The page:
It's been another great fall in the garden. We're still harvesting
parsley, greens and broccoli in the middle of November! We had fantastic
harvests of red norland and fingerling potatoes that I planted after we
pulled up the garlic in mid-July. We've just started eating delicious
Brussels sprouts, made even sweeter by the recent hard frosts. And, we
still have Eastham turnips, potatoes and leeks to harvest for storage in
the root cellar. The beds of garlic are just about all planted and
mulched, and the winter rye cover crop will soon bring a bright green to
Next week on Thanksgiving, we'll celebrate the harvest in a tradition that
began in 1621, the second year that the Europeans lived in New England.
The winter before, their first here, was deadly for many of the newcomers.
They just didn't have enough food. Historian William Cronon writes that
many of the colonists arrived on this shore believing this was a land of
plenty where very little work was required in order to live. They had
heard stories from early visitors (in the spring and summer) of the
abundance of animals, delicious plants and wondrous large trees. First
reports spoke of natives who seemed to lead a rather relaxed life: hunting,
fishing, gathering and tending their gardens.
Indeed, in his fascinating book, Changes in the Land: Indians, Colonists
and the Ecology of New England, Cronon concludes that before the invasion,
this region truly was a land of plenty-- an abundant and rich ecosystem.
Much of the area was covered with a magnificent old-growth forest filled
with wildlife. There were incredible numbers of turkeys, elk, bear, deer,
salmon, shad and trout. The waters off the coast were brimming with clams,
oysters, cod, flounder, and many other fish. Chestnut, hickory and oak
trees dropped delicious nuts; maples provided sweet syrup. Clearings were
filled with strawberries, raspberries, cranberries, shadberries, or
blueberries, depending on the region and the season.
Cronon makes it clear that the paradise the Europeans found in the New
World was the result of the deliberate way the natives had lived here for
thousands of years. They made use of fire and selective clearing to
encourage the plants which were useful to wildlife and humans. They
respected the large trees. However, the natives were also aware that to
"every thing there is a season." Their nomadic communities of fewer than
two-hundred people moved as necessary to take advantage of running shad or
ripening berries. They preserved the surplus (when it was available) to
get them through lean times. All this was accomplished within their
ecosystem's carrying capacity. With the exception of those who lived in the
northern areas of Maine, the natives grew gardens which included corn,
beans and squash-- "The Three Sisters". These foods could be dried and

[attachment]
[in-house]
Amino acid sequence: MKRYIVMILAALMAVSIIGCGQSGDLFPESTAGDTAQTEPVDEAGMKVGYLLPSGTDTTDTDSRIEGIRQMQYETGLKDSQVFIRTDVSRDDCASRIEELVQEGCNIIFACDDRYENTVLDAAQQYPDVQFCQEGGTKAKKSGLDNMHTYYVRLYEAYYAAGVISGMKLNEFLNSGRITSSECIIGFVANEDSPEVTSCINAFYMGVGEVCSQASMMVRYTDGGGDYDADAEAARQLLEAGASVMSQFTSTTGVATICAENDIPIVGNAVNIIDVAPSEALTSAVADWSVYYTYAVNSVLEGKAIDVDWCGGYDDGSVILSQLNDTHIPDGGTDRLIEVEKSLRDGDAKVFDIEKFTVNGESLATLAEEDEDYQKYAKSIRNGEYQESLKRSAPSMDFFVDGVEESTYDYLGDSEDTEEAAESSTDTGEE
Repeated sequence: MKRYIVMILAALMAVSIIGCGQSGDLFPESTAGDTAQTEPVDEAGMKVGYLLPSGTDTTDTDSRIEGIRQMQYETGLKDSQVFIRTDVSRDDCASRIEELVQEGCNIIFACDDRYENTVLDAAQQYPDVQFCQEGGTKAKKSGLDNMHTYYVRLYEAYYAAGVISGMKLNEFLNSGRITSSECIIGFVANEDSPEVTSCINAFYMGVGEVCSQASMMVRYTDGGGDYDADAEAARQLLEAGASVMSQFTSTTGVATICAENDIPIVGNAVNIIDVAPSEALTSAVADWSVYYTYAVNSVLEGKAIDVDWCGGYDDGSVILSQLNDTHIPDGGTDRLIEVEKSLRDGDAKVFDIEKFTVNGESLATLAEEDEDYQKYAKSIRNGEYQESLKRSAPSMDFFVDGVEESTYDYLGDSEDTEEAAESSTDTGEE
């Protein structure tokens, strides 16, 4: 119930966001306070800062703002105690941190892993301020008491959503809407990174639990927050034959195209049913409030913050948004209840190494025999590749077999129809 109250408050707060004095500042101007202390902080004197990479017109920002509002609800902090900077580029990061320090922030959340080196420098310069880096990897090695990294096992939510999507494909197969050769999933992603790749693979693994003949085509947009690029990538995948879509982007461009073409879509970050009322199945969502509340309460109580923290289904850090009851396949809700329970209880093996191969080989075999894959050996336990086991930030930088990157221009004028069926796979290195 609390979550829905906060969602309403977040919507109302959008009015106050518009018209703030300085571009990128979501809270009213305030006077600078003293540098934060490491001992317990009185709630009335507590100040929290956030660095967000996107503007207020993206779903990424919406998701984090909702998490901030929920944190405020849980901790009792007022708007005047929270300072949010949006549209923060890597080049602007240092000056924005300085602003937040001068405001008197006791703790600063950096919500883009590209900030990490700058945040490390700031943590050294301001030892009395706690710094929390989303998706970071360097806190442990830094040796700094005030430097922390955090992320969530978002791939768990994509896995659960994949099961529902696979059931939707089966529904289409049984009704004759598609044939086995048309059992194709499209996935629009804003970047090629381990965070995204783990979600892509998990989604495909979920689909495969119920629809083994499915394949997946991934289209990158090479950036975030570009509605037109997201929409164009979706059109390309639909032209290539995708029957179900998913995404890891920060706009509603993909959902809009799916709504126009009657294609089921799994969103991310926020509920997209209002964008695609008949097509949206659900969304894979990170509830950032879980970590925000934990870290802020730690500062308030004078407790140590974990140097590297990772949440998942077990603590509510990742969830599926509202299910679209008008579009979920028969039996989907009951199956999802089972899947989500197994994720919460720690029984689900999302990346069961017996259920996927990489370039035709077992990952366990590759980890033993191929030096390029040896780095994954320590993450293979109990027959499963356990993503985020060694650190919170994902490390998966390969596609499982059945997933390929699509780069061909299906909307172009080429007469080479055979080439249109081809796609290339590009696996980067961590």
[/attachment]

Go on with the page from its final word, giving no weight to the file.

were easily stored in order to provide concentrated energy and nourishment
throughout the winter. Living within this bounty, it's not surprising that
the natives were helpful and generous to the invaders.
The first Thanksgiving meal was probably a hybrid of American and European
foods, as the pilgrims began to establish European agriculture in the New
World. Certainly the turkey, cornbread, cranberries and squash came from
Just 51 years after the first Thanksgiving, the wild turkey, formerly in
great abundance, was described as rare in Massachusetts. Eventually, the
European system prevailed and in just over 200 years, 80 percent of the
trees had been cut down and much of the farmed land had been exhausted.
Erosion, silted streams and changed weather were common.
As farmers and loggers abandoned this region for unplowed fields and uncut
forests further west and around the world, the woods and its inhabitants
began to return. New England is more thickly forested now than it has been
in over a century. We frequently hear and see wild turkeys on our farm and
on the outskirts of New Haven and Bridgeport.
As the continuing thrust of European-style domination and exploitation of
forests and farmland plays itself out with devastating results globally, it
makes more and more sense to respect and celebrate the bounty this region
This is Bill Duesing, Living on the Earth
(C) 1998, Bill Duesing, Solar Farm Education, Box 135, Stevenson, CT 06491
Bill and Suzanne Duesing operate the Old Solar Farm (raising NOFA/CT
certified organic vegetables) and Solar Farm Education (working on urban
agriculture projects in southern Connecticut and producing "Living on the
Earth" radio programs). Their collection of essays Living on the Earth:
Eclectic Essays for a Sustainable and Joyful Future is available from Bill
Duesing, Box 135, Stevenson, CT 06491 for $14 postpaid. These essays first
appeared on WSHU, public radio from Fairfield, CT. New essays are posted
weekly at http://www.wshu.org/duesing and those since November 1995 are
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